What should I do if the property tax bill lists names other than or in addition to my or my spouse's name as owners of the property?
You should attach verification of the claimant's and/or spouse's ownership percentage (or verification that the claimant or spouse has a life estate). Verification may be a copy of a deed, a land contract, a life estate agreement (which is generally provided in a warranty deed or quit claim deed), a divorce judgment, a final judgment in an estate, or a trust instrument.
Also attach a note explaining:
What portion of the year the claimant (or claimant and spouse) and each other owner lived in the home.
What portion of the property taxes each owner paid.
Any other information that helps explain the situation.
If you file electronically, check the correct box showing your ownership as "Self and/or spouse AND OTHERS," indicate your ownership percentage, and indicate the amount of taxes you paid or will pay on the electronic property tax bill data. Do not check the box "Self and/or Spouse" when other names are shown as owners on the property tax bill.
If the home is co-owned with persons other than the claimant's spouse, only claim the portion of the property taxes reflecting the claimant's and spouse's ownership percentage (see the exception below).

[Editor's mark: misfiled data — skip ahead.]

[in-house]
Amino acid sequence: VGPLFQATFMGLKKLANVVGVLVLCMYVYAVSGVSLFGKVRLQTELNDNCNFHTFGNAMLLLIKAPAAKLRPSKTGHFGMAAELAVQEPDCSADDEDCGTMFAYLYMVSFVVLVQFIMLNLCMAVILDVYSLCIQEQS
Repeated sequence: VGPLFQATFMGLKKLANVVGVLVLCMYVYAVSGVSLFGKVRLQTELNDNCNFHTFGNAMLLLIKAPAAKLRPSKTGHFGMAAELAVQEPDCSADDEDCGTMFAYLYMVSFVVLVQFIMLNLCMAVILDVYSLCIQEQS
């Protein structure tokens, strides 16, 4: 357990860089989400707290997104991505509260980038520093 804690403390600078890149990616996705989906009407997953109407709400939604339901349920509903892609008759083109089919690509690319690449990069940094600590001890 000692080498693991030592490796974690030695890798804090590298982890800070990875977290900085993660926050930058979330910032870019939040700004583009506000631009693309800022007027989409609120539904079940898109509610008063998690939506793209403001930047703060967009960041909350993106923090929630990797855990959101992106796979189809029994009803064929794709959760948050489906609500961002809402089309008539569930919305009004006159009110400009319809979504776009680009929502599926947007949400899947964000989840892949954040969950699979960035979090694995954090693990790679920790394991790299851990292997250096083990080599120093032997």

If the claimant pays all of the property taxes and the other owners did not live in the home during the year to which the claim relates, claim the portion of the property taxes representing the other owners' ownership percentage as rent on Schedule H, line 14c, or Schedule H-EZ, line 9c (see the exception below).
Exception: If the claimant inherited a partial ownership interest in the home, but the decedent's will provides that the claimant is to pay all of the property taxes:
Use all the property taxes in computing homestead credit (all the property taxes from the date of the decedent's death if this occurred during the year to which the claim relates), even though the home is co-owned.
Attach a copy of the will to verify the inheritance and the tax payment requirement.
a.A, B, and C each own a one-third interest in a dwelling. A and B are married to each other and live in the dwelling; C lives elsewhere. A and B both qualify for homestead credit and pay all of the property taxes accrued, which are $1,800.
Either A or B may claim a homestead credit based upon "property taxes accrued" of $1,200, their two-thirds share, plus "gross rent" of $600, since they pay C's one-third share of the property taxes.
If C had also occupied the home, A and B could have claimed only $1,200 of "property taxes accrued" and no "gross rent," even though they paid the entire $1,800. In addition, C could have filed a claim if otherwise qualified, based upon "property taxes accrued" of $600.
b.A mother and son each own a one-half interest in a dwelling occupied solely by the mother, who qualifies for homestead credit. The son pays all of the property taxes accrued on the dwelling.
The mother may claim a homestead credit based upon one-half of the property taxes accrued.
c.A brother and sister both qualify for homestead credit and own 75% and 25% interests, respectively, in a home they both occupy. The brother pays all of the property taxes accrued on the home.
Each may claim a homestead credit based upon the portion of property taxes accrued reflecting that person's ownership percentage. The brother would claim 75% of the property taxes accrued and the sister would claim 25% of the property taxes accrued.